Frame stories are tricky business. I know because I recently finished working on one, and it’s probably the hardest novel I’ve ever tried to write. This is especially true when the story within has a completely different voice than the frame story itself, as was the case with me… because I like to torture myself or something.
The most famous frame story is, of course, Arabian Nights. But struggling through my own version of one reminded me of the best frame story I’ve ever had the pleasure to experience. It was… timeless, gorgeous, perfect, elegant. There are not enough words, I swear. What I fail to adequately praise is Tarsem Singh’s magnum opus The Fall.
I could go on for pages about all the reasons I love this film. The two stories in the film mirror each other in the most beautiful way: not too blatant, not too subtle. The visuals are beyond stunning, the settings are breathtaking, the actors are brilliant, and the little star is completely adorable AND natural (which is not an easy thing to achieve with child actors). For me, though, the most incredible thing about this film is the way the story within the story is composed not just by the teller, but by the listener as well.
I mentioned that I believe every story has multiple creators in this post, and The Fall uses the idea in such a masterful way. One of the most obvious examples of co-creation in the film is the Indian character. Because he is a stunt man from silent cinema, the storyteller creates characters familiar to him, one of which is called “the Indian.” It’s clear the storyteller’s intention is to have a stereotypical, cowboys-and-Indians character in his story. But the child, the listener, is familiar with people from India, so she imagines a true Indian. And we have this beautiful misunderstanding between the storyteller and his audience. While we hear the storyteller’s intentions, we also get to see the little girl’s interpretation on screen.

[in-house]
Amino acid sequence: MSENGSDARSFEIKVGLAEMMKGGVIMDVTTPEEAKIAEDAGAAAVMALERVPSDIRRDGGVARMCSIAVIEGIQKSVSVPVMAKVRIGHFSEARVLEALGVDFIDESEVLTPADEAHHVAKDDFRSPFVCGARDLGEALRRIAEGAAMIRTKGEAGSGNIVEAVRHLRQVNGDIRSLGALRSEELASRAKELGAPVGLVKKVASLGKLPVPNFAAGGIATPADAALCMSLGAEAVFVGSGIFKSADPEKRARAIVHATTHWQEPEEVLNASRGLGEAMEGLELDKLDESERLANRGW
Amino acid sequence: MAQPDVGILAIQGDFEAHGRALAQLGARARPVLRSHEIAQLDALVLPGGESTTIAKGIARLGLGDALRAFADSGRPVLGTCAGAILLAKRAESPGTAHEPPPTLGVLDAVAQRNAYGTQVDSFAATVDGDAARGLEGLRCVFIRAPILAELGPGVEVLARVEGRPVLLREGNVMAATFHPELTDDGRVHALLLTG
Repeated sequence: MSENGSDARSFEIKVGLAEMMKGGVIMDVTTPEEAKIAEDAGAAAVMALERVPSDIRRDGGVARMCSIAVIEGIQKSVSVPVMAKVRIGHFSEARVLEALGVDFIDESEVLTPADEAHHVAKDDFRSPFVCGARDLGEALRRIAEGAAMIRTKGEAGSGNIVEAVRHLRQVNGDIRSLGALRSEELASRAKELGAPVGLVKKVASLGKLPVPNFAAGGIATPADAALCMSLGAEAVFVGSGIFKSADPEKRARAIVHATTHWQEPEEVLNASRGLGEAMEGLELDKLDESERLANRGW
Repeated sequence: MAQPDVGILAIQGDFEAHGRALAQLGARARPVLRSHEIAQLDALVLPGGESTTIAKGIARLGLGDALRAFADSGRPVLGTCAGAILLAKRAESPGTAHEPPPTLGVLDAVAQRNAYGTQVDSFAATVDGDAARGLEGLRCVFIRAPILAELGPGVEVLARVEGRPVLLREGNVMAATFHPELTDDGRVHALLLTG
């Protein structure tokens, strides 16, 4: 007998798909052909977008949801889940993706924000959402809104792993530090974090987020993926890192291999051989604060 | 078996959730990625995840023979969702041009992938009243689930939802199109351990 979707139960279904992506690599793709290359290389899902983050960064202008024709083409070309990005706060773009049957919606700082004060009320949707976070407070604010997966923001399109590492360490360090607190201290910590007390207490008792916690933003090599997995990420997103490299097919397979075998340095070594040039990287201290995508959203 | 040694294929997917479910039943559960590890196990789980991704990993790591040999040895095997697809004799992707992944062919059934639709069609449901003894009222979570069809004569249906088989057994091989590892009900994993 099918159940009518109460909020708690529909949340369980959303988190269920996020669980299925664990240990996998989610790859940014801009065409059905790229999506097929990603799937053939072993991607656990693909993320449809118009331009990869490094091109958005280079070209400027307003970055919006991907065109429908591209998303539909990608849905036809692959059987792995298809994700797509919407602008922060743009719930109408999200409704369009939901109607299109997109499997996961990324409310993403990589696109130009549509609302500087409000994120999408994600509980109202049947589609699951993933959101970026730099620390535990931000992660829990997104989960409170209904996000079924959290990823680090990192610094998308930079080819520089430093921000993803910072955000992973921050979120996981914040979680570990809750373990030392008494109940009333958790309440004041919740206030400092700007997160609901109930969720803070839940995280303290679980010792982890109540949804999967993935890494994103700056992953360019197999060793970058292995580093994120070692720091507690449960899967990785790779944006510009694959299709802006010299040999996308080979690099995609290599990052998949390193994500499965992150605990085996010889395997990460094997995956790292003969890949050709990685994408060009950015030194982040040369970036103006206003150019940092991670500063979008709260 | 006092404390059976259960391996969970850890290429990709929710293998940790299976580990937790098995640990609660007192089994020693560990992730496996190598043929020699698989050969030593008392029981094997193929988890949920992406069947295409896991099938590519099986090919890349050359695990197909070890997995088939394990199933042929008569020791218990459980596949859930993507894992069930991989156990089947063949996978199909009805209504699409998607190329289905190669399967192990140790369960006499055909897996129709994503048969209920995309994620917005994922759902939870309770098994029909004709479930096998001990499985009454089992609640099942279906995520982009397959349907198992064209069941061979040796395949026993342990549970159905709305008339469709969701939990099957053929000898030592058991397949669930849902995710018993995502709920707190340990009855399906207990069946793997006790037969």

I now own the film and show it to pretty much everyone who will humor me. I recommend you see it, especially if you appreciate storytelling in any form. While you’re watching it, keep in mind the way the two stories merge, and the way the listener colors her interpretation with her own experiences. We all do this. We breathe life into ink on paper. We make worlds and people and magic out of nothing, and we do it collectively, together. It’s kind of a warm, fuzzy feeling if you think about it. So you should—think about it, I mean.
And you should watch The Fall, if only because Lee Pace is the living end. You won’t regret it.